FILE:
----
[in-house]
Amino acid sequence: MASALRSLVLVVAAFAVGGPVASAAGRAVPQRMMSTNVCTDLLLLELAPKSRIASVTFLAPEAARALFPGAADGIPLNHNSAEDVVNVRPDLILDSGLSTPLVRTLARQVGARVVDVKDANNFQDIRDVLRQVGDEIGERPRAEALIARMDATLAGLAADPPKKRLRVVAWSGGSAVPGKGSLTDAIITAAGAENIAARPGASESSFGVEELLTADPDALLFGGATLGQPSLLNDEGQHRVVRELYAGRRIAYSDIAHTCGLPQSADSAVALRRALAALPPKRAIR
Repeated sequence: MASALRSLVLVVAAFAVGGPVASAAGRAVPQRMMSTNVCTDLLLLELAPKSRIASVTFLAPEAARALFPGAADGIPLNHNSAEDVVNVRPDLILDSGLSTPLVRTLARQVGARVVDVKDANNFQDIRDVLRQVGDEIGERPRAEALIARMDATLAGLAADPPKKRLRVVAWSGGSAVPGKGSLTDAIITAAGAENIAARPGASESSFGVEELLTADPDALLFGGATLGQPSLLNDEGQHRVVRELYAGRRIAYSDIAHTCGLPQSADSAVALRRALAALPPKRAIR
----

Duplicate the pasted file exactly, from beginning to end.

[in-house]
Amino acid sequence: MASALRSLVLVVAAFAVGGPVASAAGRAVPQRMMSTNVCTDLLLLELAPKSRIASVTFLAPEAARALFPGAADGIPLNHNSAEDVVNVRPDLILDSGLSTPLVRTLARQVGARVVDVKDANNFQDIRDVLRQVGDEIGERPRAEALIARMDATLAGLAADPPKKRLRVVAWSGGSAVPGKGSLTDAIITAAGAENIAARPGASESSFGVEELLTADPDALLFGGATLGQPSLLNDEGQHRVVRELYAGRRIAYSDIAHTCGLPQSADSAVALRRALAALPPKRAIR
Repeated sequence: MASALRSLVLVVAAFAVGGPVASAAGRAVPQRMMSTNVCTDLLLLELAPKSRIASVTFLAPEAARALFPGAADGIPLNHNSAEDVVNVRPDLILDSGLSTPLVRTLARQVGARVVDVKDANNFQDIRDVLRQVGDEIGERPRAEALIARMDATLAGLAADPPKKRLRVVAWSGGSAVPGKGSLTDAIITAAGAENIAARPGASESSFGVEELLTADPDALLFGGATLGQPSLLNDEGQHRVVRELYAGRRIAYSDIAHTCGLPQSADSAVALRRALAALPPKRAIR